No topic has been more heated in the Czech parliament of late than mandatory health fees – defended, to varying degrees by the government, but reviled by the opposition. In some ways, the issue has brought out the worst in politicians. On Wednesday, the parliament floor witnessed the shadow health minister David Rath and the finance minister Miroslav Kalousek trade insults: the former in words, the latter, using “the finger”. The antipathy between the two was lost on no one.
It was a less than a grand gesture by the finance minister, one that seems to be all too common on the Czech political scene nowadays. In 2007, the prime minister, Mirek Topolánek, raised his middle finger in the lower house, which saw him come under a barrage of criticism, giving many the view that the prime minister was politically uncouth. Now Mr Kalousek has done the same. Inexcusable? Perhaps, although some, such as political analyst Bohumil Doležal, suggest the gesture was not entirely unexpected.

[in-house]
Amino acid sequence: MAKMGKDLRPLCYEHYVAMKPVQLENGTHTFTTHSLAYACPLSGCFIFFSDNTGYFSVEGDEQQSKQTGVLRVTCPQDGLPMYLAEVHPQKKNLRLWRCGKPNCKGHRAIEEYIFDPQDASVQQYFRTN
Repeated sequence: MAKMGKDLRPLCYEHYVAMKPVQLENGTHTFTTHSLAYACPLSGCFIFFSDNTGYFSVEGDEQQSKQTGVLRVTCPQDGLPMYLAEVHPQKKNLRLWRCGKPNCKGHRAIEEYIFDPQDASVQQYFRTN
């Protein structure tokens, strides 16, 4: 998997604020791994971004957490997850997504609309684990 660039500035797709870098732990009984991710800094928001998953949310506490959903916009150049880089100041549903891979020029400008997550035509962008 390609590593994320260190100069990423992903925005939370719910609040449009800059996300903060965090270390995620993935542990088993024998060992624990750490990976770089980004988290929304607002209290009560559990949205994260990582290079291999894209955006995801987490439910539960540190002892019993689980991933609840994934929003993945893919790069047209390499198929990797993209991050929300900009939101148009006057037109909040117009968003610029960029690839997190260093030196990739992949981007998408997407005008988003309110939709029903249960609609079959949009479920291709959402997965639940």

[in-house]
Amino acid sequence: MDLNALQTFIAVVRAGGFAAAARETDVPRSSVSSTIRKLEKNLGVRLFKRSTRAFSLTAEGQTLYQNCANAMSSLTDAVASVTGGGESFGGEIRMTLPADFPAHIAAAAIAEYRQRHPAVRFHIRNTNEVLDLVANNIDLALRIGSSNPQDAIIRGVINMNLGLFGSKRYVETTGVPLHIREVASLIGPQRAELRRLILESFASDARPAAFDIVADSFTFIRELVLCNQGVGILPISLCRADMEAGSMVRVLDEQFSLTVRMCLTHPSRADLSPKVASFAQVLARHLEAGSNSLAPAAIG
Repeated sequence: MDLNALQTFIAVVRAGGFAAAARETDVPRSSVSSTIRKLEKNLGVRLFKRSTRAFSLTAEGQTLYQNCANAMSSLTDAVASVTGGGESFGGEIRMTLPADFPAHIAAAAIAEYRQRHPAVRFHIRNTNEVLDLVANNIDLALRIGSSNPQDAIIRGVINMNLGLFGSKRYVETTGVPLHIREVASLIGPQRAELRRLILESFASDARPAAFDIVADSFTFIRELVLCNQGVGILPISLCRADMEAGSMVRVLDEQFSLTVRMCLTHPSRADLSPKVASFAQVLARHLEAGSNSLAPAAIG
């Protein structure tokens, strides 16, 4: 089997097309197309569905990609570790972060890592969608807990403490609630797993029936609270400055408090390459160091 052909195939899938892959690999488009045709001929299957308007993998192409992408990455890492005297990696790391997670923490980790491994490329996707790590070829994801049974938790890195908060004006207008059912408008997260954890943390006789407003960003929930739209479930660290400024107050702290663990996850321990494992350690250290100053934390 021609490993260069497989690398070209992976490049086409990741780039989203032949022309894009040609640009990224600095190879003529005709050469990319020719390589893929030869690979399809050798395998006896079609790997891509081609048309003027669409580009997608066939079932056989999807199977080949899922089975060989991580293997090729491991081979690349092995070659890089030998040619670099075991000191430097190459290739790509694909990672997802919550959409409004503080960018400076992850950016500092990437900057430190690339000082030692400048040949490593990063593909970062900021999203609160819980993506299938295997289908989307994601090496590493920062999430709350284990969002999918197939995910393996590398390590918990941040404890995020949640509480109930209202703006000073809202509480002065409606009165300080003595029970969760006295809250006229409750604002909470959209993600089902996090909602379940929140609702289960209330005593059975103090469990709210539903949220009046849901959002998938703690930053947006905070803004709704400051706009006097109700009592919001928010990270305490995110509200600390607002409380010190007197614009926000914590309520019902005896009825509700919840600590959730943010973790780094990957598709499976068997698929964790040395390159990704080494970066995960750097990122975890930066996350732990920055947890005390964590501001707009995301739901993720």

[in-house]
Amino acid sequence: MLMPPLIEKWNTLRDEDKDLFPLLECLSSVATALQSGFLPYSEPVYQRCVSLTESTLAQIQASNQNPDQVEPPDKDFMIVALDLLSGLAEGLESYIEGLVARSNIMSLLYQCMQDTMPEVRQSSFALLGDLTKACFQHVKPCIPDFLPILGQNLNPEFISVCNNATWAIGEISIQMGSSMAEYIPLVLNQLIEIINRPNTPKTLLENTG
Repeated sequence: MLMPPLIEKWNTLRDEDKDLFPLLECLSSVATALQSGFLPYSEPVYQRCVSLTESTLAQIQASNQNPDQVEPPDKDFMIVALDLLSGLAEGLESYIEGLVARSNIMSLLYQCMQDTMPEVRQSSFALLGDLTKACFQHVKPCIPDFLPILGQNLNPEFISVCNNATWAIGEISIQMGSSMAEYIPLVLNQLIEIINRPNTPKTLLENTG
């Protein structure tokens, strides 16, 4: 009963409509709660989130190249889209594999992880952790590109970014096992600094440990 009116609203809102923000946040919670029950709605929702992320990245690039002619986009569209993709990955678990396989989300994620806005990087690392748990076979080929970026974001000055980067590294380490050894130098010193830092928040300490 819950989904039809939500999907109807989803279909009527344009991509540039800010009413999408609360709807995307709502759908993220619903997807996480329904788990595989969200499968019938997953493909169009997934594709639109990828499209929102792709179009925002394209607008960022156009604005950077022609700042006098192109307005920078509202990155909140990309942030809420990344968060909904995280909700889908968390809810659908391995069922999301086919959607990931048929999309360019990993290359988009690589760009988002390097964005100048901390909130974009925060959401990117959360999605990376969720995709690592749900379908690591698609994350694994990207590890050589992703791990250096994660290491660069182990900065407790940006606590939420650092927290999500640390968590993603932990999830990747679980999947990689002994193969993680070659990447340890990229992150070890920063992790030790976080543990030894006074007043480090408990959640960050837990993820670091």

“Of course, I don’t think anyone should behave that way. But it can be difficult to judge from the sidelines. If anything, I blame the prime minister and the finance minister for allowing themselves to be provoked by members of the opposition like Mr Paroubek or Mr Rath, who introduced rhetorical styles that are aggressive and vulgar and all too reminiscent of the Bolsheviks.”
Prior to his “flipping the bird” on Wednesday, Mr Kalousek was openly mocked by the shadow minister David Rath, who attacked him with the comment that he was “proof” that the Czech health care system did not properly care for its “choromyslný” – its mentally ill. Mr Rath, a doctor himself, made the comment despite appeals several years ago by the Czech psychiatric community for politicians to not use medical terms as insults in politics - inconsiderate to real patients suffering from real illnesses.
Meanwhile, observers expect this scene will be far from the last. Political analyst Bohumil Doležal once again:
“In my opinion [Wednesday’s incident] reflects practically two years of political deadlock. A stalemate in which the opposition has been unable to bring down the government - and the government has been unable to push anything through.”
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